With the onset of the pandemic in the United States came revisions to visitation policies for nursing homes and long-term care facilities that limit exposure to their medically vulnerable residents. Policies restricting non-essential personnel mean that services such as haircuts, hair styling and pedicures also have been stopped. Enter the multi-talented TLC staff members with backgrounds in cosmetology to help out by providing these personal care services.
“While our facility’s hair stylist Martha is away following visitor restrictions, our very own staff are filling in for her in the salon, making our residents feel great. We are so blessed to have three licensed cosmetologists who work for The Living Center and Fitzgibbon Hospital who have graciously agreed to help us out,” said Stacey Steffens, Administrator at The Living Center.
Julie Clemons has been a licensed cosmetologist and has owned her own salon, Permanent Solutions, for 35 years. She has worked part-time for the Fitzgibbon organization for seven years, most recently as an Activities Assistant at The Living Center.
“It is so great, and I love the creative part of what we do with our residents. To be able to provide this service to them, it helps them maintain a routine,” said Clemons. “And really, it makes everyone so happy to be able to have their hair done.”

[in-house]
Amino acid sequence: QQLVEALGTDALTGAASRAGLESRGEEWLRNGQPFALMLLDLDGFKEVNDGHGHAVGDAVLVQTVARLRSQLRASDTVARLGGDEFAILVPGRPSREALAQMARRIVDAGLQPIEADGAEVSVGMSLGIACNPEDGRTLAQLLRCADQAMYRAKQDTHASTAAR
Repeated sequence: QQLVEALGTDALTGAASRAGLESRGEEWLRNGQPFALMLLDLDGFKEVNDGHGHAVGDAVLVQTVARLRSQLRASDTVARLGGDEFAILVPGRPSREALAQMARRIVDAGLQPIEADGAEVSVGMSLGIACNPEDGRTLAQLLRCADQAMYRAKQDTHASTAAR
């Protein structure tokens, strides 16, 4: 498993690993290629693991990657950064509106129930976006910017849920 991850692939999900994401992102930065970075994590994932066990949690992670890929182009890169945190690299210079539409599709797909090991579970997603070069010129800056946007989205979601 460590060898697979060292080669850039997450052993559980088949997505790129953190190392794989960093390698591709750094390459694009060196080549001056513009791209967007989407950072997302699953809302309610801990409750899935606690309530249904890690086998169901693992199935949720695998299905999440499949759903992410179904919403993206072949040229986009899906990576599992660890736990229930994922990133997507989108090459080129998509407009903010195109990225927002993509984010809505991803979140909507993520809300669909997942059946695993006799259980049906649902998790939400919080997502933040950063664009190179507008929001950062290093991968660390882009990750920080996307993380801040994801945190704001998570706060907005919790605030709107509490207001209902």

For Vicki Purvis, also an Activities Assistant at The Living Center, combining her work as a cosmetologist with her love for her residents is a welcome opportunity. Purvis has worked in the Salon at JC Penny for 10 years. But with the statewide shutdown of non-essential services, she had the opportunity to continue providing services at the Living Center.
“I have done a lot of haircuts. I try to get the residents in every week. It makes them feel better,” said Purvis. “It gives me a chance to work with them one-on-one, and I get to know them better.”
Jessica Scarborough is the receptionist at Fitzgibbon Rehabilitation Services, but she earned her cosmetology license following high school many years ago after attending Cosmetology School. The license allows her to perform a wide range of cosmetology services in addition to cutting and styling hair.
“I enjoy boosting our residents’ self-esteem. Many of them are sad that their families cannot visit, so this is a way I can help,” said Scarborough. “I was nervous at first, because it had been a while since I worked in cosmetology, but it all came right back as soon as I started doing it.”
The limiting of visitors and non-essential staff from entering The Living Center provides for a challenging time for residents and staff alike. In addition to these policies, mainstays at TLC such as communal dining and gathering for activities has also largely been restructured. But the opportunity to receive some pampering by staff definitely has a positive effect.
“Many of the opportunities for residents to socialize have been changed or cancelled, causing many residents to stay in their rooms. The ability to come down to our parlor and receive some pampering provides some much-needed social interaction for them at a time when many really don’t know or understand what is happening outside of our facility,” said Steffens. “It provides some degree of normalcy at a time when what we are facing is anything but normal. It is pleasure for them to have their day brightened in such a way.”